Okay, so you had a job. And that job offered a 401(k). And you saved money in it. Great!
Then you left the job. And you left the 401(k) there. Maybe not so great.
Because I’m betting you didn’t leave it there because you’d exhaustively researched your 401(k) investments and decided that you couldn’t find similar offerings elsewhere. Nope. I’m betting you just couldn’t be bothered.
Roughly half of American adults who have participated in a 401(k) or an equivalent retirement plan have left a retirement account at an old employer, according to a recent survey by ING Direct. And about a third of them did so because they’re unsure of the rollover process or where to put their money, don’t have time to roll it over, or have forgotten about the account. (And of these people, 1 in 5 left $50,000 or more behind.)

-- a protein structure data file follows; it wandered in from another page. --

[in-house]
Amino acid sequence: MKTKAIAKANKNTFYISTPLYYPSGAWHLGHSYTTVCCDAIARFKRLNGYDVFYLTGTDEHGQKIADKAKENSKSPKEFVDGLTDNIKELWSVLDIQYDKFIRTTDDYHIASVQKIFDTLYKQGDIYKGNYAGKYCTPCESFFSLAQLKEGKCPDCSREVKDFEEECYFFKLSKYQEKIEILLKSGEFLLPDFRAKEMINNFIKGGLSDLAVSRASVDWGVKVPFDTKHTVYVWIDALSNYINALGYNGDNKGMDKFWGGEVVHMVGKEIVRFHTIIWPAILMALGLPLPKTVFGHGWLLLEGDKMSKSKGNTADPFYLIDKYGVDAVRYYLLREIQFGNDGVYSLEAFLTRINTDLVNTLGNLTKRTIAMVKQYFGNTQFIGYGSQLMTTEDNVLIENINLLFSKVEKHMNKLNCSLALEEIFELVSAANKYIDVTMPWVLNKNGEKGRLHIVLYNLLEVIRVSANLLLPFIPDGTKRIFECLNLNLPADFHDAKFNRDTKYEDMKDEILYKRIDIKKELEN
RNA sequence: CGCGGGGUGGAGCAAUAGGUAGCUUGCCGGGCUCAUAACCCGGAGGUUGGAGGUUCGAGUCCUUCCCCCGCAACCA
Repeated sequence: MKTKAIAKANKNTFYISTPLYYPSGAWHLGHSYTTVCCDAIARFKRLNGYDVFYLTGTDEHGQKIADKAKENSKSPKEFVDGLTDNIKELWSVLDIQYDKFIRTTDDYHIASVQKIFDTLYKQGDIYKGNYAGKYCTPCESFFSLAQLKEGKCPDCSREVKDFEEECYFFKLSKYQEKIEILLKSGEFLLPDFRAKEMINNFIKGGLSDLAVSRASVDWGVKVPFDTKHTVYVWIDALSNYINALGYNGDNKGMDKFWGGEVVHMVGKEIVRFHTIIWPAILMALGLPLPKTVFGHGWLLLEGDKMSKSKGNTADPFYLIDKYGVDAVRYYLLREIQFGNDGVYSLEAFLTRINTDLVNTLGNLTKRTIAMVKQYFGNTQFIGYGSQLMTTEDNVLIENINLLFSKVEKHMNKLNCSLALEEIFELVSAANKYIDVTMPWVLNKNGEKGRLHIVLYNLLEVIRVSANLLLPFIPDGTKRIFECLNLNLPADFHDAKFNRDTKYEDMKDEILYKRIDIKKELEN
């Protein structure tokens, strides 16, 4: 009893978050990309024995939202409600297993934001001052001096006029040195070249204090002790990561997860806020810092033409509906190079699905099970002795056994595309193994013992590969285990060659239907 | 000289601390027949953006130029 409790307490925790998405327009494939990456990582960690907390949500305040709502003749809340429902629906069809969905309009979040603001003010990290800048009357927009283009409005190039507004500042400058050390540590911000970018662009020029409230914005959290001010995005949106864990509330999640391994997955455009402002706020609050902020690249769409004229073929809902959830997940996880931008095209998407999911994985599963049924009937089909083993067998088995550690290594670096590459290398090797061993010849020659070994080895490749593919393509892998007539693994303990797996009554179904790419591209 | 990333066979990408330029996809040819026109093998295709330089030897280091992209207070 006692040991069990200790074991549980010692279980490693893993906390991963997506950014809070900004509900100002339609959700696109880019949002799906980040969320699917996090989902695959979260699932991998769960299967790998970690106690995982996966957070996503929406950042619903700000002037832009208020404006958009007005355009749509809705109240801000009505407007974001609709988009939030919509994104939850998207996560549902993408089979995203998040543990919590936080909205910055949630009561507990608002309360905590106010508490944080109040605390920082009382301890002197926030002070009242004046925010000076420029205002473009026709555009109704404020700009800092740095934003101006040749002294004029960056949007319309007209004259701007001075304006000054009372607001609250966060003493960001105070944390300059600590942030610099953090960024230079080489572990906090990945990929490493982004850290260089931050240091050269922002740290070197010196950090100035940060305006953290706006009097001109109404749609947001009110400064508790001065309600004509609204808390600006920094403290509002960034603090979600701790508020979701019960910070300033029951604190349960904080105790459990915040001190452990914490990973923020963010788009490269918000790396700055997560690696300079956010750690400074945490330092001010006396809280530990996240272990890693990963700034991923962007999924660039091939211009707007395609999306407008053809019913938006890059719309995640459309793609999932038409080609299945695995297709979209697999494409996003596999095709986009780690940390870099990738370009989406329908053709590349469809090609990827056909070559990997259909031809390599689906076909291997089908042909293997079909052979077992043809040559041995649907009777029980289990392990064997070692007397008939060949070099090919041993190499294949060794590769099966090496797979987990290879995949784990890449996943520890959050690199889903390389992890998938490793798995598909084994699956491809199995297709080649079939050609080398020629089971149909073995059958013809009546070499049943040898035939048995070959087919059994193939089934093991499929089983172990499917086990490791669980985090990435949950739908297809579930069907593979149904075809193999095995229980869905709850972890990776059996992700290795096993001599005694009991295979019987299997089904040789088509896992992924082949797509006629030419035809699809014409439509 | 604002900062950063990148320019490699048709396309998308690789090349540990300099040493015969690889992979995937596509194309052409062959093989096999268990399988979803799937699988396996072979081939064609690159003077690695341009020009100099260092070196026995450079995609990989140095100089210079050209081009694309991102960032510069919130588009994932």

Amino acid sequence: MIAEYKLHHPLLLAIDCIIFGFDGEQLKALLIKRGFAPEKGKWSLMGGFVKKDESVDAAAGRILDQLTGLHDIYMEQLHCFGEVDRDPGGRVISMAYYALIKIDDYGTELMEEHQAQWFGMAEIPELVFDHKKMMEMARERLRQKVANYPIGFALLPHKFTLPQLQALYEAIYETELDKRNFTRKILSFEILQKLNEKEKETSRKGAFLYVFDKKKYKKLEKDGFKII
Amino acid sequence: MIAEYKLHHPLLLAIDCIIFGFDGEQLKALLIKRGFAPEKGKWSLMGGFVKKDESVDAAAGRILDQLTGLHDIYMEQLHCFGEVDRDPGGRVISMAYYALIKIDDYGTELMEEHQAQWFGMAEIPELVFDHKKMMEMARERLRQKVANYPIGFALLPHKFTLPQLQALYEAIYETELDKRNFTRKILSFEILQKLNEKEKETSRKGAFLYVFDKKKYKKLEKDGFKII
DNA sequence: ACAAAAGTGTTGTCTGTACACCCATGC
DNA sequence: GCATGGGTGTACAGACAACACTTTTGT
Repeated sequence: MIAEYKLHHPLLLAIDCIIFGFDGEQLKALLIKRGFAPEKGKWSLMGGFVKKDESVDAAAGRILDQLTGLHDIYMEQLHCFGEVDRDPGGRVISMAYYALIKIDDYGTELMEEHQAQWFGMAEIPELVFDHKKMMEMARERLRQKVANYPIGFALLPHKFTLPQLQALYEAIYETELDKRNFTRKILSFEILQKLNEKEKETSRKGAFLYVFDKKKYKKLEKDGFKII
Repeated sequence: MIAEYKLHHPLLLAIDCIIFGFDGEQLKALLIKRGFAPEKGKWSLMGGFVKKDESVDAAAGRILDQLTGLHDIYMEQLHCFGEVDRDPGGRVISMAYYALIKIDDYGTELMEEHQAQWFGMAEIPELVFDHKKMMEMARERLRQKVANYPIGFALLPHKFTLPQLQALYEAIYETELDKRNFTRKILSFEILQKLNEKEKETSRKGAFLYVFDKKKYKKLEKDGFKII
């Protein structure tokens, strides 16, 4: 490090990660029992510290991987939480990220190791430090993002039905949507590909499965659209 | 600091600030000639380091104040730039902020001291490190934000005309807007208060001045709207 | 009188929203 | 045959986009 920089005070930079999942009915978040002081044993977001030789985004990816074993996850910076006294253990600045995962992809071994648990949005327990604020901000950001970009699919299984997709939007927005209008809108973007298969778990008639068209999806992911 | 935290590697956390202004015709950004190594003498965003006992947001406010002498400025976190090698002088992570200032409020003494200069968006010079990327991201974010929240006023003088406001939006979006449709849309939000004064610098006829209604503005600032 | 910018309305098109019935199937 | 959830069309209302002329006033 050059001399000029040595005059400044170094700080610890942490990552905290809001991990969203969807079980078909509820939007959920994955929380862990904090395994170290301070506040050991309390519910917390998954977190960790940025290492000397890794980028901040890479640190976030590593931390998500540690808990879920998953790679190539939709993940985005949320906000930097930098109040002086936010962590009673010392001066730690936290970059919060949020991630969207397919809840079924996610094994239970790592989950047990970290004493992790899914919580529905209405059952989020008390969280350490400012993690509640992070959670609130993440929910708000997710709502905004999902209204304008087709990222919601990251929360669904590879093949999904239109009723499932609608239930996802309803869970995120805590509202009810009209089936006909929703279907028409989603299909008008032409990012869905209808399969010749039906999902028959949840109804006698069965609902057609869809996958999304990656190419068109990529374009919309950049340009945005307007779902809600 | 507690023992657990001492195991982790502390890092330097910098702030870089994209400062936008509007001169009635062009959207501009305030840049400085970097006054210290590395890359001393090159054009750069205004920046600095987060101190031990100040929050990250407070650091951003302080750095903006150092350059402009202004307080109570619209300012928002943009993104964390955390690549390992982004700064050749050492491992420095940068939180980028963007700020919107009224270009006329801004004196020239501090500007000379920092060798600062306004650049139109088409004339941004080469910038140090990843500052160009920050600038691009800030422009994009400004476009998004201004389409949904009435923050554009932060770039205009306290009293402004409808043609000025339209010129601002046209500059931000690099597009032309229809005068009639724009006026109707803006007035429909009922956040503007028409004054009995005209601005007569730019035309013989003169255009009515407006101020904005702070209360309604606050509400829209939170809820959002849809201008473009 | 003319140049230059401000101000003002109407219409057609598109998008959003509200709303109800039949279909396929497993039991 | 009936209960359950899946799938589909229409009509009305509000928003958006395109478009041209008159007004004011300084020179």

Oh, and 11 percent of Americans with orphaned accounts don’t know or can’t remember how much money was in there. Way to keep track, guys.
I have news for you. Rolling over your 401(k) is smart for a number of reasons:
- First of all, you’re almost certainly paying higher fees in your 401(k) than you would in a low-cost IRA (such as something you could pick up at Vanguard).
- Second, due to the nature of a 401(k) account, you’ll have a far wider array of investment options in an IRA.
- Third, if you combine your 401(k) money with an existing IRA or at a brokerage house where you already have an account, you’re much less likely to forget about it. (Translation: There’s a chance you’ll rebalance it on occasion.)
Need to choose investments for the money once you roll it over? Find that article here.
Really, kids. Try it out.
(Super cute photo from cholmondelly on Flickr.)